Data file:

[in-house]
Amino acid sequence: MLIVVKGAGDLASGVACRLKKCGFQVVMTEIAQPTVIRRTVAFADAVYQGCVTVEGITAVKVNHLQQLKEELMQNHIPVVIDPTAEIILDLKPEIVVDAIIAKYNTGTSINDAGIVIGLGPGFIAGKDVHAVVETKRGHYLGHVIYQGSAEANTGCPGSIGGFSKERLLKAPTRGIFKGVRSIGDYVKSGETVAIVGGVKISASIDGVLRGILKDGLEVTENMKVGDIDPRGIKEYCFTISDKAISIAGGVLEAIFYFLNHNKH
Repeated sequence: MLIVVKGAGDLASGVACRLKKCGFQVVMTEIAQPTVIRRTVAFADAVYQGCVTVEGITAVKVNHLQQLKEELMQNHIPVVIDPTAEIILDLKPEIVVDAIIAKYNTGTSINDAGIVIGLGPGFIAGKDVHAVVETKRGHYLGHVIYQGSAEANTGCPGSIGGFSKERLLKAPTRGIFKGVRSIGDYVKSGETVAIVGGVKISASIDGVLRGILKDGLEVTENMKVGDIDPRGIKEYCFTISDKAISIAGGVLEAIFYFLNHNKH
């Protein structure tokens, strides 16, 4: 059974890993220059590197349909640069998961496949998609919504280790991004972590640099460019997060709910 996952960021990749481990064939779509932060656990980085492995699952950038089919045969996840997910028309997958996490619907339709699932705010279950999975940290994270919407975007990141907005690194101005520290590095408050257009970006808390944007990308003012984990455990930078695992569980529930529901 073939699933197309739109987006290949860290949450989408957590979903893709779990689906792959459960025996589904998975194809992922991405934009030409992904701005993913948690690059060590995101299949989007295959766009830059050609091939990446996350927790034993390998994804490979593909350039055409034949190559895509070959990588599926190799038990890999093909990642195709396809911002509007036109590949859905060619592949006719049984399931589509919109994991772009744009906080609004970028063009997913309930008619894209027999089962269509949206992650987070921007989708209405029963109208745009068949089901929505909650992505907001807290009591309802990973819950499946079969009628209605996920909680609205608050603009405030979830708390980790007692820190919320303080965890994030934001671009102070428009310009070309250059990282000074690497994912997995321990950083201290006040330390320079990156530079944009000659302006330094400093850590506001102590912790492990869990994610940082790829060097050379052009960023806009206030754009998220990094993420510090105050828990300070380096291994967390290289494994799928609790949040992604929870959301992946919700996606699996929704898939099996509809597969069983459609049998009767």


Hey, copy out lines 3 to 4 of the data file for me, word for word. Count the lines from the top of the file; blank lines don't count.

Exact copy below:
Repeated sequence: MLIVVKGAGDLASGVACRLKKCGFQVVMTEIAQPTVIRRTVAFADAVYQGCVTVEGITAVKVNHLQQLKEELMQNHIPVVIDPTAEIILDLKPEIVVDAIIAKYNTGTSINDAGIVIGLGPGFIAGKDVHAVVETKRGHYLGHVIYQGSAEANTGCPGSIGGFSKERLLKAPTRGIFKGVRSIGDYVKSGETVAIVGGVKISASIDGVLRGILKDGLEVTENMKVGDIDPRGIKEYCFTISDKAISIAGGVLEAIFYFLNHNKH
């Protein structure tokens, strides 16, 4: 059974890993220059590197349909640069998961496949998609919504280790991004972590640099460019997060709910 996952960021990749481990064939779509932060656990980085492995699952950038089919045969996840997910028309997958996490619907339709699932705010279950999975940290994270919407975007990141907005690194101005520290590095408050257009970006808390944007990308003012984990455990930078695992569980529930529901 073939699933197309739109987006290949860290949450989408957590979903893709779990689906792959459960025996589904998975194809992922991405934009030409992904701005993913948690690059060590995101299949989007295959766009830059050609091939990446996350927790034993390998994804490979593909350039055409034949190559895509070959990588599926190799038990890999093909990642195709396809911002509007036109590949859905060619592949006719049984399931589509919109994991772009744009906080609004970028063009997913309930008619894209027999089962269509949206992650987070921007989708209405029963109208745009068949089901929505909650992505907001807290009591309802990973819950499946079969009628209605996920909680609205608050603009405030979830708390980790007692820190919320303080965890994030934001671009102070428009310009070309250059990282000074690497994912997995321990950083201290006040330390320079990156530079944009000659302006330094400093850590506001102590912790492990869990994610940082790829060097050379052009960023806009206030754009998220990094993420510090105050828990300070380096291994967390290289494994799928609790949040992604929870959301992946919700996606699996929704898939099996509809597969069983459609049998009767």